Monday, June 30, 2014

Who Are the People in Your Neighborhood?

Taking an after-dinner stroll through our neighborhood is a much-anticipated ritual of our summer evenings.  Most of the time, the boys will opt to stay home--shooting hoops or breaking in our new Spike-Ball set.  Thus, my hubby and I set off down the street, through our little three-cove community, within hollering distance of the house.   This is a novel concept for a city girl like me, born and raised in South Florida.  I must confess that I’m rather enamored of our own version of “country living”! 

We see bunnies scrambling across unfenced yards, folks watering their sun-drenched lawns, and dogs lounging underneath a shade tree--lazily ensconced behind their electric fence.  At the end of the street, there is an inlet, of sorts, that leads to a planted field--wheat or barley, we have determined.  And, if we get there at just the right time, we will see deer, cautiously exiting their woodland protection for a bite of dinner.  Again, the city girl gets giddy.

But, one unexpected delight has become my favorite part of our ambling--the music.  There is an older gentleman who opens up his garage door, turns on his stereo, and plays DJ from his lawn-chair.  It’s usually a “golden oldies” playlist--the Temptations, the Beach Boys, or even Ol’ Blue Eyes (Frank Sinatra, for the youngsters!)  It’s not obnoxious or annoying--simply loud enough for those who might wander past his driveway to enjoy.  And, quite frankly, my step will quicken a bit--likely in rhythm to the music.  Admittedly, I am the “vocalist” of this duo; but, I just know that my sweetie is humming along.  Inside. 

I just know it.

Saturday, June 28, 2014


A picture is worth a thousand words.
Shadetree Inn, St. Francisville, Louisiana
Save my place, I will be back.

Wednesday, June 25, 2014

Let Them Eat Cake

Hershey’s “Perfectly Chocolate” Chocolate Cake, to be specific.  Slathered with “Perfectly Chocolate” Chocolate Frosting, of course.  What is so special about this cake?  It is not only the delectable aroma that wafts through my kitchen while it bakes, but the story behind it.   This recipe comes from Hershey’s Classic Recipes, a cookbook gift from my dear friend, Leah, when we both lived in Pennsylvania.  She lived in Hershey, the sweetest place on earth, and I lived a mere 25-minutes away from Chocolate World.  The cookbook reminds me of her friendship, her way of making everything fun, and the fact that she taught me, over the phone, how to make a grilled cheese sandwich, because this was my first foray into full-time domestic management, with a new infant on my hip and an endearingly clueless sound in my voice.  At least, I like to think it was endearing.

I will openly admit that my husband is a fantastic cook and the first time he made this cake, it was a mouth-watering hit.  So much so that it has become the most often-requested birthday dessert on the "Dad, will you please make this?" list.  It is delicious, not only because it has the perfect combination of sugar, flour, and vanilla that make it so; but, because of the labor of love this cake represents.  It is not something that can be done spur-of-the-moment, or with haste.  It takes patience, precision, and love--ingredients essential to the process, but not mentioned in the recipe.  

The infant on my hip turned 12 yesterday.  He’s taller than I am now--and his shoe size rivals the cake-maker.  We can hardly believe it.  And, the chocolate cake?  Yes, it was perfect.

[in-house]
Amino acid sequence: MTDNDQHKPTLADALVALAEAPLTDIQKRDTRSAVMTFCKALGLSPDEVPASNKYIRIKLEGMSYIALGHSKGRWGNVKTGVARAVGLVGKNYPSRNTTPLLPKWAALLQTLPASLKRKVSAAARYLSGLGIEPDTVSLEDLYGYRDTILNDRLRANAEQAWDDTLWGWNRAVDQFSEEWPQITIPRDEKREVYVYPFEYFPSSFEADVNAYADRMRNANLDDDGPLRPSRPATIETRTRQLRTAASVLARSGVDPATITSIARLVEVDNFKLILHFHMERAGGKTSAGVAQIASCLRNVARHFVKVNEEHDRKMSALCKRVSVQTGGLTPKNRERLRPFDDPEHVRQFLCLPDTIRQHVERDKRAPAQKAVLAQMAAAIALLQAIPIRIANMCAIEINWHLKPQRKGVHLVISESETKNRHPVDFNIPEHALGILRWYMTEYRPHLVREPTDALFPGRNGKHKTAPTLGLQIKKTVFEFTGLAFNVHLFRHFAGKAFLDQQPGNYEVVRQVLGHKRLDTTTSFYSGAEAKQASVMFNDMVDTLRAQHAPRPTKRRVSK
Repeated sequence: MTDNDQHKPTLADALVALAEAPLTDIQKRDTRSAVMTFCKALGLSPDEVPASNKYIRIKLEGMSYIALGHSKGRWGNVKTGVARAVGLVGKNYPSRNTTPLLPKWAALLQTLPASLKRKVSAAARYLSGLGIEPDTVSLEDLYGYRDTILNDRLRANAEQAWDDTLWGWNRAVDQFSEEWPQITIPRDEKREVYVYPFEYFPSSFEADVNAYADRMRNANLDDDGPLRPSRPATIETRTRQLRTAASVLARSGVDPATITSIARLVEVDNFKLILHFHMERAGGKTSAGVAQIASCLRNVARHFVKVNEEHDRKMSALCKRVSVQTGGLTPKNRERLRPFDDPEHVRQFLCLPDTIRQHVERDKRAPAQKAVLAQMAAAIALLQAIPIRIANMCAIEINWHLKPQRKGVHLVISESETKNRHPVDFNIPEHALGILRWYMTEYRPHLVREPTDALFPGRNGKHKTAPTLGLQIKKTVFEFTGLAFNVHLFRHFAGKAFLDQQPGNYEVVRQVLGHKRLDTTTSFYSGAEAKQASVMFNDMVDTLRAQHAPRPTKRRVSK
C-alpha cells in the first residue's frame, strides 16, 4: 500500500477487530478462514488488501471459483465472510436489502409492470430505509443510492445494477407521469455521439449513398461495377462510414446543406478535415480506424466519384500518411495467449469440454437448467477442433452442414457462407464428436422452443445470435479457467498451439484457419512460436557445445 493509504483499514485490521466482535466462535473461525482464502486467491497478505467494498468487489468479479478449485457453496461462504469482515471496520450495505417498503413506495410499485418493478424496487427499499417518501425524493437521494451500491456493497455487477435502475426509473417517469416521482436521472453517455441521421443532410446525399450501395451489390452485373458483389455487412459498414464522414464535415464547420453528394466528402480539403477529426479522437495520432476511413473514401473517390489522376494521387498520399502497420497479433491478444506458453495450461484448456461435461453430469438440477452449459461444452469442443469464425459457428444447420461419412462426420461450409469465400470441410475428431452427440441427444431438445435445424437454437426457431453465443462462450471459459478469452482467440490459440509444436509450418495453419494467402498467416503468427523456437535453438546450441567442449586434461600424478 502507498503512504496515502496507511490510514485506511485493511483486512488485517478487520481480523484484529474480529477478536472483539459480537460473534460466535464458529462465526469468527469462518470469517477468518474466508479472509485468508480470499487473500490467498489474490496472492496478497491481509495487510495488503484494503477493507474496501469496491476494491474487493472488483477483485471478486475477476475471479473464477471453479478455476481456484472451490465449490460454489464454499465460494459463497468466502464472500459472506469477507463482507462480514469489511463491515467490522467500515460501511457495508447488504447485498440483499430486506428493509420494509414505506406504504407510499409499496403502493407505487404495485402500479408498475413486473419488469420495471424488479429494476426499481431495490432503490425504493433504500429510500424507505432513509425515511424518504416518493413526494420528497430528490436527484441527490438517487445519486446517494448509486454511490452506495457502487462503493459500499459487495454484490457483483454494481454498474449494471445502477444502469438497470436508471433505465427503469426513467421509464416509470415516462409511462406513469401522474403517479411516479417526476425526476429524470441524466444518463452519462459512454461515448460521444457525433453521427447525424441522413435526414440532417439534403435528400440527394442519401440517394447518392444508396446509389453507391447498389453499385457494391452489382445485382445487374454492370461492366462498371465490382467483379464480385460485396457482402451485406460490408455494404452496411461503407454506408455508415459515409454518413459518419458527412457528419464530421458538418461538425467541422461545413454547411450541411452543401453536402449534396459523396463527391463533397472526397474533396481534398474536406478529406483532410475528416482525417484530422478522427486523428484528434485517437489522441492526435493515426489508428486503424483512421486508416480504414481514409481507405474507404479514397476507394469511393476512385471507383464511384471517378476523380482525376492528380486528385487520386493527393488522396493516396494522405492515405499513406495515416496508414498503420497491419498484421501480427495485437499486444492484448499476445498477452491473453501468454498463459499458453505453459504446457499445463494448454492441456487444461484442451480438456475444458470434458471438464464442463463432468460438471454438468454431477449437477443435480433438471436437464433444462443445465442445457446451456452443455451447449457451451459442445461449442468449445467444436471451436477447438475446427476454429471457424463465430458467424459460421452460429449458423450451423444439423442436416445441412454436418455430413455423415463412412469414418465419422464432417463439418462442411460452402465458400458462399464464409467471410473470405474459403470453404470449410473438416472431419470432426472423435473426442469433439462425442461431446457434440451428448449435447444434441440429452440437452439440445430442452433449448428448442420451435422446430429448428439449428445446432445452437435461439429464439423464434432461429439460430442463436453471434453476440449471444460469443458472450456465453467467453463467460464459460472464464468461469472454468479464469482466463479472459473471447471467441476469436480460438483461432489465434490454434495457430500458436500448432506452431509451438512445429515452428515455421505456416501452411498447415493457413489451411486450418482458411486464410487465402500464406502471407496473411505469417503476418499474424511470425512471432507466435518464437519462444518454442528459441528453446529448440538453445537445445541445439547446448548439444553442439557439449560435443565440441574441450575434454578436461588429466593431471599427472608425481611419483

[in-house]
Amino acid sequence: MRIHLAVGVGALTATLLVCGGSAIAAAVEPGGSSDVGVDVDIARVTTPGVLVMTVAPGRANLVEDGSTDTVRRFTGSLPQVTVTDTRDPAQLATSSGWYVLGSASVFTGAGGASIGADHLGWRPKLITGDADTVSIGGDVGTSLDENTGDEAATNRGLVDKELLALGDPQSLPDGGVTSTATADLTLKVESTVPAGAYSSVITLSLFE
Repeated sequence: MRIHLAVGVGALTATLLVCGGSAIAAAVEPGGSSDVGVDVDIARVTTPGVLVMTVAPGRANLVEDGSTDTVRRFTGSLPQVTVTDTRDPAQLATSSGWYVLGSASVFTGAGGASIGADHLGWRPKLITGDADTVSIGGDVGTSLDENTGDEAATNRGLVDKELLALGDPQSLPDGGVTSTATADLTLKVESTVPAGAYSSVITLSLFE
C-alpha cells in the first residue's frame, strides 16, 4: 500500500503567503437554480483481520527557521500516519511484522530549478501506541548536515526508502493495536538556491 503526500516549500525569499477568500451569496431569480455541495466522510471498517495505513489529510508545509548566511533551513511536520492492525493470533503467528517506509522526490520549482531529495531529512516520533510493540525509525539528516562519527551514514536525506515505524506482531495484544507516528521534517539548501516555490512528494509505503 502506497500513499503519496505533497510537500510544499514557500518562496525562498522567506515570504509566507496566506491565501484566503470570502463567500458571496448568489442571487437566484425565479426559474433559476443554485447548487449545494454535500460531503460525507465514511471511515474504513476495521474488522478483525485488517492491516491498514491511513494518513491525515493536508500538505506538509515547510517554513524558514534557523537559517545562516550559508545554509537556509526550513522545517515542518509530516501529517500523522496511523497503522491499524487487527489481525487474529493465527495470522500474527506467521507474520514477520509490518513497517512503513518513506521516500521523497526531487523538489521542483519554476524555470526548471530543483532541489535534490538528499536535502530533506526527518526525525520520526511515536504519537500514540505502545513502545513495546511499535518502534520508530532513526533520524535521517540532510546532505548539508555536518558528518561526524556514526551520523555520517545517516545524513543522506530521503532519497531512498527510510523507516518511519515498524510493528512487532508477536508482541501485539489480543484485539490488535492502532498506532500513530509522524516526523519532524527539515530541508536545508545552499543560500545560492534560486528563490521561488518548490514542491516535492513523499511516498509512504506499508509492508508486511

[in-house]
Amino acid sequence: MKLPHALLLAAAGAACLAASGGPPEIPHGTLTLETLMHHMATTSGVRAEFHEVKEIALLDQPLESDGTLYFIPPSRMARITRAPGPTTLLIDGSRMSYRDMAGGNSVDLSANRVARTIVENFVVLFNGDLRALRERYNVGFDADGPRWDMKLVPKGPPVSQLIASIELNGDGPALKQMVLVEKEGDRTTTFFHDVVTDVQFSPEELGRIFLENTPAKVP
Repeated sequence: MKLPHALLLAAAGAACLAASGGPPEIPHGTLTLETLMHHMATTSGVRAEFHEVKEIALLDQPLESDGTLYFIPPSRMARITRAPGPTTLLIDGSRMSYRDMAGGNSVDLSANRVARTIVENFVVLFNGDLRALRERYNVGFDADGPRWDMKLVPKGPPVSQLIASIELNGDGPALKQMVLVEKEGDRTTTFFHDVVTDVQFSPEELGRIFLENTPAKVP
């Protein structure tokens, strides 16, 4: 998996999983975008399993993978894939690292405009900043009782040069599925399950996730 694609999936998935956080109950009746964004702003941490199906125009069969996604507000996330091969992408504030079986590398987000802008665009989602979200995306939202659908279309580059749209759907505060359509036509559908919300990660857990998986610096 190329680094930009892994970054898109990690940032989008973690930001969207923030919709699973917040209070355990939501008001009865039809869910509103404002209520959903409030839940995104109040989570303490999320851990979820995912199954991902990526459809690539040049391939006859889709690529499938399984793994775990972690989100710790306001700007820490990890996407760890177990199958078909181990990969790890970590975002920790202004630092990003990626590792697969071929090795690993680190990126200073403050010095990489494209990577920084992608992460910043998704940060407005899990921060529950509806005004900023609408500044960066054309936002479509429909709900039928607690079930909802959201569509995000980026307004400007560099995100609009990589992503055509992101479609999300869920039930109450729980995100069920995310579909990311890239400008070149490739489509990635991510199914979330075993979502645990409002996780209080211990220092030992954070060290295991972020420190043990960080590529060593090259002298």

There’s a few slices left...bring your own fork. Oh, and you must sing, "Dad is great--he makes chocolate cake."

Monday, June 23, 2014

Tabulations--Take One

Wife. Mother. Home Educator. Friend. Lover of crooners, gardenias, and dark chocolate.  Quasi-jogger (thanks to St. Jude) and Zumba enthusiast (thanks to Lindsey and Kim). Amazed-by-grace Christ follower.  And, yes, a bibliophile.  A self-admitted “just let me finish this one last chapter” book junkie. 

‘“Tell me what you read and I'll tell you who you are" is true enough, but I'd know you better if you told me what you reread,’ says Fran├žois Mauriac, French author and Nobel Laureate. And, I couldn’t agree more. 

What do I re-read?  Jane Austen, Elisabeth Elliott, and Harper Lee.  I read through Jan Karon’s The Mitford Series on an annual basis--but not always in order.  The Language of Flowers (Vanessa Diffenbaugh) and Chocol├ít (Joanne Harris) are favorite fictional re-runs of mine.  Non-fiction titles by Lauren Winner (think Girl Meets God or Mudhouse Sabbath) re-capture my interest.  Most recently, Rod Dreher’s gem of a book, The Little Way of Ruthie Leming has found its way back to my nightstand--and my heart--for another read.  In fact, I don’t think it ever left.

So, let the analysis begin.  I enjoy a compelling story, with strong female characters, witty and seemingly impenetrable male counterparts--with a happy ending, of course.   Authors who make themselves transparent to their readers; thus, teaching the lessons they learned earn my devotion.  Characters who become real as they capture your heart, challenge your thinking, or simply make you giggle draw me in and keep me there.  I am an idealist, am moved by simple acts of human kindness, and laugh heartily at Uncle Billy’s jokes.  Mrs. Elliot challenges her readers to look beyond the surface, get up and do something--with quite a bit of life experience and street cred to do so.  Ms. Winner reminds me of the beauty of liturgy.  And, Ruthie’s “little way” makes a big difference.  It is those “simple gifts” that bring me back to these books, time and again.

That’s just a little about me.  Thanks for stopping by--you honor me with your visit.  The door is always open.  Consider yourself invited!